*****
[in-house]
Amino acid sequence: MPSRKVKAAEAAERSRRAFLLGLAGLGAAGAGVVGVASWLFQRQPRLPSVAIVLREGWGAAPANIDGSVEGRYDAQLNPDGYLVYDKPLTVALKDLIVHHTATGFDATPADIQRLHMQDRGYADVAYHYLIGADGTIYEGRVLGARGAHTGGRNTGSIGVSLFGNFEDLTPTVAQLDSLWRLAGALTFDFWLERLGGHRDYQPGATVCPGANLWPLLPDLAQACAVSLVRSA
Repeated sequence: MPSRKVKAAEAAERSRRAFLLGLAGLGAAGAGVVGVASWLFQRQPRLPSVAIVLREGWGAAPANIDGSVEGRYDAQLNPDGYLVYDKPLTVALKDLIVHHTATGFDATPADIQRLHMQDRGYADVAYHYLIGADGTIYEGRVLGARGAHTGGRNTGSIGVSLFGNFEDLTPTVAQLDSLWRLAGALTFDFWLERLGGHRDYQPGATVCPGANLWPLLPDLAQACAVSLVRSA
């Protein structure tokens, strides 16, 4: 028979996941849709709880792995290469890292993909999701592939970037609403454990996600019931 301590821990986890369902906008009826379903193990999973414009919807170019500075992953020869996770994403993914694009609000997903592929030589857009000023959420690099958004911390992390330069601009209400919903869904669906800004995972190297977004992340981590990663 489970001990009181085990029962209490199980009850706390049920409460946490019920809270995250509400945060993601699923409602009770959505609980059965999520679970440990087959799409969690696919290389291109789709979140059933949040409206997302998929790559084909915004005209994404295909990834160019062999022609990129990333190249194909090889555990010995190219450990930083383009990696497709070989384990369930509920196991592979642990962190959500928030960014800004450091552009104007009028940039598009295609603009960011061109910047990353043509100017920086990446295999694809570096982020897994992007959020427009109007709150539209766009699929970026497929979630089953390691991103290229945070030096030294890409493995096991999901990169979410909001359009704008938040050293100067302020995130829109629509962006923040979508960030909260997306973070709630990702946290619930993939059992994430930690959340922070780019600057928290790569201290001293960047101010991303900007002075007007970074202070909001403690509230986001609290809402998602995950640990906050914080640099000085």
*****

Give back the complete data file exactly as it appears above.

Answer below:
[in-house]
Amino acid sequence: MPSRKVKAAEAAERSRRAFLLGLAGLGAAGAGVVGVASWLFQRQPRLPSVAIVLREGWGAAPANIDGSVEGRYDAQLNPDGYLVYDKPLTVALKDLIVHHTATGFDATPADIQRLHMQDRGYADVAYHYLIGADGTIYEGRVLGARGAHTGGRNTGSIGVSLFGNFEDLTPTVAQLDSLWRLAGALTFDFWLERLGGHRDYQPGATVCPGANLWPLLPDLAQACAVSLVRSA
Repeated sequence: MPSRKVKAAEAAERSRRAFLLGLAGLGAAGAGVVGVASWLFQRQPRLPSVAIVLREGWGAAPANIDGSVEGRYDAQLNPDGYLVYDKPLTVALKDLIVHHTATGFDATPADIQRLHMQDRGYADVAYHYLIGADGTIYEGRVLGARGAHTGGRNTGSIGVSLFGNFEDLTPTVAQLDSLWRLAGALTFDFWLERLGGHRDYQPGATVCPGANLWPLLPDLAQACAVSLVRSA
């Protein structure tokens, strides 16, 4: 028979996941849709709880792995290469890292993909999701592939970037609403454990996600019931 301590821990986890369902906008009826379903193990999973414009919807170019500075992953020869996770994403993914694009609000997903592929030589857009000023959420690099958004911390992390330069601009209400919903869904669906800004995972190297977004992340981590990663 489970001990009181085990029962209490199980009850706390049920409460946490019920809270995250509400945060993601699923409602009770959505609980059965999520679970440990087959799409969690696919290389291109789709979140059933949040409206997302998929790559084909915004005209994404295909990834160019062999022609990129990333190249194909090889555990010995190219450990930083383009990696497709070989384990369930509920196991592979642990962190959500928030960014800004450091552009104007009028940039598009295609603009960011061109910047990353043509100017920086990446295999694809570096982020897994992007959020427009109007709150539209766009699929970026497929979630089953390691991103290229945070030096030294890409493995096991999901990169979410909001359009704008938040050293100067302020995130829109629509962006923040979508960030909260997306973070709630990702946290619930993939059992994430930690959340922070780019600057928290790569201290001293960047101010991303900007002075007007970074202070909001403690509230986001609290809402998602995950640990906050914080640099000085």